Matt Driscoll

Matt Driscoll: Amanda Knox got more right about Tacoma than some will admit

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How could she?

That’s the sanitized, printable version of the online reaction many Tacomans seemed to have to Amanda Knox’s latest column for the West Seattle Herald.

If you have yet to read the column you must not have as many ardently pro-Tacoma friends on social media as I do. Because by the time I woke up Tuesday and prepared to make my way into the office after the long Labor Day weekend, Knox’s take on T-Town seemed to be all anyone was talking about.

The reaction was predictable. This is what we do when some adventuring Seattleite has the courage to head south and then proceeds to talk a little smack in print. Just ask the Pour Fool, a beer critic who felt Tacoma’s full wrath this year after calling us “a city struggling to put a lipstick smile on an old and weary face,” among other insults.

How hard was Knox — acquitted of Italian murder charges in March and the author of a column in the West Seattle Herald since August — on our beloved hometown? That’s in the eye of the begrudged, of course. While she acknowledged our infrastructure, our kitsch, and even our “cool?” (What’s up with the question mark?), she also used adjectives like, “empty,” and “ghost town.” She described her Tacoma excursion as “weird,” and even made the obligatory “aroma” reference.

Fighting words.

But, packaged in an unsurprising dose of pretension — the author drinks a lot of tea, sometimes wakes up with a feeling of “presentiment,” and has a cat named Picard, you guys! — here’s the thing so many people don’t want to acknowledge:

Amanda Knox is kind of right.

Downtown Tacoma is weird and empty on Saturday mornings. In fact, it’s that way much of the time. Throw in a windstorm, the stated meteorological impetus for Knox’s unexpected T-Town detour, and describing Tacoma as a ghost town was probably putting it kindly.

At least it implies apparitions were out and about.

Here’s a challenge for you. Take off those Grit City glasses for just a moment and identify exactly where Knox got it wrong.

… we found street parking surprisingly immediately. In fact, we were the only car parked on a street not only devoid of other cars, but also of pedestrians.

Sounds about right.

...even the chairs in the public plazas were stacked away, not expecting company.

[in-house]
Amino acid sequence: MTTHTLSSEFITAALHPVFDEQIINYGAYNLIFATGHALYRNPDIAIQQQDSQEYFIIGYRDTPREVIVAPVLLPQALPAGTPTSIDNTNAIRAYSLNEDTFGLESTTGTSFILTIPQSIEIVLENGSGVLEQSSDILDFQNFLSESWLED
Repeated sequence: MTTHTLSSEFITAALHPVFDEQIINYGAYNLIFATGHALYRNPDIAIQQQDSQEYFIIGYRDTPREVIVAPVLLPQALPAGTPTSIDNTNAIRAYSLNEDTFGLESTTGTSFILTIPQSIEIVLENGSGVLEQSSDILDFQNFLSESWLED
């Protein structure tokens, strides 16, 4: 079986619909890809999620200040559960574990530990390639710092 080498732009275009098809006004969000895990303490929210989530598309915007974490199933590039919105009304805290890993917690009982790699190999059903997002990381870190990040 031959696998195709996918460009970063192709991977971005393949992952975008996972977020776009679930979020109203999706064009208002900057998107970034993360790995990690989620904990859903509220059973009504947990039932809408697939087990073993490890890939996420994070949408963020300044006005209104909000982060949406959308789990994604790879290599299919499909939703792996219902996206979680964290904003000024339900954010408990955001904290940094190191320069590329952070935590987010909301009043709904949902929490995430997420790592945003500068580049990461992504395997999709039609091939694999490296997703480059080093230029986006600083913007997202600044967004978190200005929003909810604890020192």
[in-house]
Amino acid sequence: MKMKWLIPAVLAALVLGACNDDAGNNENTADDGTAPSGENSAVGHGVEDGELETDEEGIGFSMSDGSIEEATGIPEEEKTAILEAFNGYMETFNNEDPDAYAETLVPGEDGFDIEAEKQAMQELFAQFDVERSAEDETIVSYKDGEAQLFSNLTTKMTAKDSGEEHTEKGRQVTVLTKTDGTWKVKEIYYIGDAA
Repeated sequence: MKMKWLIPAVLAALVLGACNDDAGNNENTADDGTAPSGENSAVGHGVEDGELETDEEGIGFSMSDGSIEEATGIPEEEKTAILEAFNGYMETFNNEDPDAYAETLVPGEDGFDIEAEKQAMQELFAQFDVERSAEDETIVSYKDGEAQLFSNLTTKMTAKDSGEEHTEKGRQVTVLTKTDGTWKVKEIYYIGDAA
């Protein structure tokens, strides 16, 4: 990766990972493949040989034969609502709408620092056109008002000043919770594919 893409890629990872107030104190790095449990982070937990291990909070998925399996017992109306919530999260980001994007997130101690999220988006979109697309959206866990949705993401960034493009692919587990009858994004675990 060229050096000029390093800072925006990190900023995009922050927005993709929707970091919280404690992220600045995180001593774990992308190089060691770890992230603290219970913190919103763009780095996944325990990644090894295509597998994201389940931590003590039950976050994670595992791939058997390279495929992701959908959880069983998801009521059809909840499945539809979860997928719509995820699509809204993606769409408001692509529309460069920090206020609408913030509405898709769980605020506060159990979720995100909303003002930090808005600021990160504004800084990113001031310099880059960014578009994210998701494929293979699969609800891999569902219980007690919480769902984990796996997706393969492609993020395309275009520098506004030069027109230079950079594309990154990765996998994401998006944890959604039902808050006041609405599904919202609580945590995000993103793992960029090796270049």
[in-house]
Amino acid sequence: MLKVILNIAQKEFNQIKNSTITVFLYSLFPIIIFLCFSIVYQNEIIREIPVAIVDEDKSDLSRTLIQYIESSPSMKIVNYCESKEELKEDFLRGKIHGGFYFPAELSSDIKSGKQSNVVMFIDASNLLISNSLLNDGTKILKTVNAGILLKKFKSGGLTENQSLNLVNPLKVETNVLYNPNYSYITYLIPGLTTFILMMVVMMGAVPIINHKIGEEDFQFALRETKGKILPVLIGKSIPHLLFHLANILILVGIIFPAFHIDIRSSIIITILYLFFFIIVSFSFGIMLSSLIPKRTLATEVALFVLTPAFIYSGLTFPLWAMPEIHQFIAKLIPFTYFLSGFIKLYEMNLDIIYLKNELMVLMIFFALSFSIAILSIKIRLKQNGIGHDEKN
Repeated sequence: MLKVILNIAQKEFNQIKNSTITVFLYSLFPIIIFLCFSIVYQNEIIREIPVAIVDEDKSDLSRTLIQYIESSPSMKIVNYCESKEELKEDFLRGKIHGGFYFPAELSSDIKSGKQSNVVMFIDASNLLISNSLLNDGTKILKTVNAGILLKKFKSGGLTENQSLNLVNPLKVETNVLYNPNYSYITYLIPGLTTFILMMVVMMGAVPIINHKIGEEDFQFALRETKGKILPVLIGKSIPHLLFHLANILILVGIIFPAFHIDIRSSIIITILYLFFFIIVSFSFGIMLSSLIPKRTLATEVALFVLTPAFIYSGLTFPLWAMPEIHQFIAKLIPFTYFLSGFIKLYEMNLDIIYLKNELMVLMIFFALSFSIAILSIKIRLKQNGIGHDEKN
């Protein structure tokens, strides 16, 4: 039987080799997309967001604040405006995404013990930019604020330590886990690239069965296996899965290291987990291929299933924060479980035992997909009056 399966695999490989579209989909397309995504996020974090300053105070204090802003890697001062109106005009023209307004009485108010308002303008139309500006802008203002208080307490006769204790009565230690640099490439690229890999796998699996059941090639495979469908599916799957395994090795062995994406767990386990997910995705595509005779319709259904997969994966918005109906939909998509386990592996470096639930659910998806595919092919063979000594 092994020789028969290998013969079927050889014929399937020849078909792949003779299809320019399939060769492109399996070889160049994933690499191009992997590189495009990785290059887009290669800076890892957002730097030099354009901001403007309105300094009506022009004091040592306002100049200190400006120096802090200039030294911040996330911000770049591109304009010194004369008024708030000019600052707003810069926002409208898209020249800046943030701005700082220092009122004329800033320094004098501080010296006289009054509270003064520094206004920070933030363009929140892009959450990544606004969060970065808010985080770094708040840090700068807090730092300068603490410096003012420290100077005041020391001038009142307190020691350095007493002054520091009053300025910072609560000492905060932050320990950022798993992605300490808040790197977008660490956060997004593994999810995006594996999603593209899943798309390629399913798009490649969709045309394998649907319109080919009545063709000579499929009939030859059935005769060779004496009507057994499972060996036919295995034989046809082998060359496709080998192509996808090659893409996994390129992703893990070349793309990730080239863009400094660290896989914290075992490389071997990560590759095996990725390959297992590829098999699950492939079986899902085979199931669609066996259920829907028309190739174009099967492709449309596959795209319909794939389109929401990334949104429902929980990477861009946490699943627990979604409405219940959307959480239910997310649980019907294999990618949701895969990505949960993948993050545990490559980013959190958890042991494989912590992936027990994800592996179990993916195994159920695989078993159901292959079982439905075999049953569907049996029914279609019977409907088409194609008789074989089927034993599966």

Yep.

… it took a few wrong turns before we finally found our way to the highway heading home.

Bingo.

Now, I don’t point any of this out for mere snark value, page views, or to troll those who care deeply about Tacoma. I care deeply about Tacoma and hope to be here long enough to see it reach its full potential. Already there are countless businesses I love, neighborhoods I love, restaurants I love and — more than anything — people I love.

But part of the process of Tacoma reaching its potential has got to be getting past the pointless provincial reactions we so often let fly anytime someone from outside has the audacity to critique us.

In other words, suck it up.

And let’s work on upping our game instead of getting worked up.

Downtown isn’t empty on Saturday morning simply because the world hasn’t caught on to what an amazing place it is yet; it’s empty, much of the time, because it still lacks many of the things that attract people and residents — a cohesive vision, major employers, affordable housing, strong businesses that meet people’s needs.

We have a lot to be proud of. But we also need to be real.

Tacoma isn’t lacking in unfettered boosterism. If a town could blossom solely on the backs of those willing to cheerlead for it, we’d be sitting pretty. And someone like Amanda Knox — whose column runs in a paper known for its coverage of, ahem, White Center — would arrive here not by accident, but on purpose, as a destination.

A Saturday morning windstorm isn’t a great time to form your opinion of downtown Tacoma. Some of what Amanda Knox wrote doesn’t hold water.

But pretending like she didn’t raise a few fair points doesn’t help either.

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